Reviewed by: Samantha Relph, Manager Dorothy Browns Cinema
Rating: 3+/5 stars
Based on the Graham Greene novel, Director Rowan Joffe has made a bold move to remake the movie set in the1960’s. Whether this works in terms of the culture and language of it’s original period (1930’s) may be debatable but I couldn’t help but be captivated by the era of mods vs. rockers and the essence of a British seaside town during those times.
This dark crime drama tells of Pinkie Brown (Sam Riley) an ambitious young gangster determined to stop other gangs taking over his ’patch’ but, when he kills a rival, the murder is witnessed by an innocent, impressionable waitress, Rose (Andrea Riseborough). To ensure Rose keeps quiet Pinkie seduces her, but can he be trusted?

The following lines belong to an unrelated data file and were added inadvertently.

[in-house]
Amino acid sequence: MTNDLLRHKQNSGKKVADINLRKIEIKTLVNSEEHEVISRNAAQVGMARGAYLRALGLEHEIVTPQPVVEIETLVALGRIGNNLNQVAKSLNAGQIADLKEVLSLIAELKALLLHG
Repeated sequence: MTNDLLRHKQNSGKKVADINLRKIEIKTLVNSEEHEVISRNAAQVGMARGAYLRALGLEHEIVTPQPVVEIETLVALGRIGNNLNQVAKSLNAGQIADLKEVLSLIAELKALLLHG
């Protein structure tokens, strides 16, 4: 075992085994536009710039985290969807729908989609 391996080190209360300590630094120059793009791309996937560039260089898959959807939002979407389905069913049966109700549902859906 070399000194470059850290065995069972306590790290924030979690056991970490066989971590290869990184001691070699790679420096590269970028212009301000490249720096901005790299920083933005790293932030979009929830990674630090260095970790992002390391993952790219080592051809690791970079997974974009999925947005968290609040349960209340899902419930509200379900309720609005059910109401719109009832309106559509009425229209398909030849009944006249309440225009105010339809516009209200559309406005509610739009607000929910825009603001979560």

Whilst Riley is absorbing to watch as the menacingly, cold Pinkie the standout performance for me is from Andrea Riseborough. She is fragile and naïve but always optimistic in a way the uncertainty of youth brings. There develops a warped kind of love story between them, the devil and an angel, and Rose’s path will make your heart sink.
As the tension builds, Pinkie is pursued by Ida Arnold (the ever talented Helen Mirren), Rose’s employer and friend of the murder victim. A mother figure to Rose, she is determined to protect her and refuses to be intimidated by Pinkie.
A gripping couple of hours.